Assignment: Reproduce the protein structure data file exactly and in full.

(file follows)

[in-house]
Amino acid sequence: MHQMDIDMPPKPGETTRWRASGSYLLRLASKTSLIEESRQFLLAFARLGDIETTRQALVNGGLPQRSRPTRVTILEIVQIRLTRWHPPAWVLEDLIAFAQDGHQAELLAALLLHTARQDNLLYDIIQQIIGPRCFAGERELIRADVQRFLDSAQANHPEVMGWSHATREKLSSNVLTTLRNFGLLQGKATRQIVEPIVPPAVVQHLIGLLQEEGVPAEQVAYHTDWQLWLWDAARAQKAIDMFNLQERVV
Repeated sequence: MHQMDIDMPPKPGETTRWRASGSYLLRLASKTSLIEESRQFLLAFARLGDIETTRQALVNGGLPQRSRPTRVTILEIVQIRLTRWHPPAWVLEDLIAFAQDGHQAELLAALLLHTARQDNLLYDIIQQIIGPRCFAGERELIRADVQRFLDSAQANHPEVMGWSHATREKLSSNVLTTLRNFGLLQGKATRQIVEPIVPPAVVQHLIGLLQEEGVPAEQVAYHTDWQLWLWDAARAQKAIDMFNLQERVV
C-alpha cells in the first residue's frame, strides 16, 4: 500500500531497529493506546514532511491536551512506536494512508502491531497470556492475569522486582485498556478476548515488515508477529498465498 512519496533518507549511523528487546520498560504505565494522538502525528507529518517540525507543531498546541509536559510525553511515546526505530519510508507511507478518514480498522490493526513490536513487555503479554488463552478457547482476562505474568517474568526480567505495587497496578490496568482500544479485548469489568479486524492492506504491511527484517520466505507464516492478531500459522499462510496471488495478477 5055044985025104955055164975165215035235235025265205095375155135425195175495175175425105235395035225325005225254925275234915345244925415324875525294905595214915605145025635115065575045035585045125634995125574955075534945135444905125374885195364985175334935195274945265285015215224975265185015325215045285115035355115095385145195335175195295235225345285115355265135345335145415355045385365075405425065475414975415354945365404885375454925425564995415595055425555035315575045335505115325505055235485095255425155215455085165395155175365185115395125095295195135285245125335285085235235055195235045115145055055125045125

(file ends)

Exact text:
[in-house]
Amino acid sequence: MHQMDIDMPPKPGETTRWRASGSYLLRLASKTSLIEESRQFLLAFARLGDIETTRQALVNGGLPQRSRPTRVTILEIVQIRLTRWHPPAWVLEDLIAFAQDGHQAELLAALLLHTARQDNLLYDIIQQIIGPRCFAGERELIRADVQRFLDSAQANHPEVMGWSHATREKLSSNVLTTLRNFGLLQGKATRQIVEPIVPPAVVQHLIGLLQEEGVPAEQVAYHTDWQLWLWDAARAQKAIDMFNLQERVV
Repeated sequence: MHQMDIDMPPKPGETTRWRASGSYLLRLASKTSLIEESRQFLLAFARLGDIETTRQALVNGGLPQRSRPTRVTILEIVQIRLTRWHPPAWVLEDLIAFAQDGHQAELLAALLLHTARQDNLLYDIIQQIIGPRCFAGERELIRADVQRFLDSAQANHPEVMGWSHATREKLSSNVLTTLRNFGLLQGKATRQIVEPIVPPAVVQHLIGLLQEEGVPAEQVAYHTDWQLWLWDAARAQKAIDMFNLQERVV
C-alpha cells in the first residue's frame, strides 16, 4: 500500500531497529493506546514532511491536551512506536494512508502491531497470556492475569522486582485498556478476548515488515508477529498465498 512519496533518507549511523528487546520498560504505565494522538502525528507529518517540525507543531498546541509536559510525553511515546526505530519510508507511507478518514480498522490493526513490536513487555503479554488463552478457547482476562505474568517474568526480567505495587497496578490496568482500544479485548469489568479486524492492506504491511527484517520466505507464516492478531500459522499462510496471488495478477 5055044985025104955055164975165215035235235025265205095375155135425195175495175175425105235395035225325005225254925275234915345244925415324875525294905595214915605145025635115065575045035585045125634995125574955075534945135444905125374885195364985175334935195274945265285015215224975265185015325215045285115035355115095385145195335175195295235225345285115355265135345335145415355045385365075405425065475414975415354945365404885375454925425564995415595055425555035315575045335505115325505055235485095255425155215455085165395155175365185115395125095295195135285245125335285085235235055195235045115145055055125045125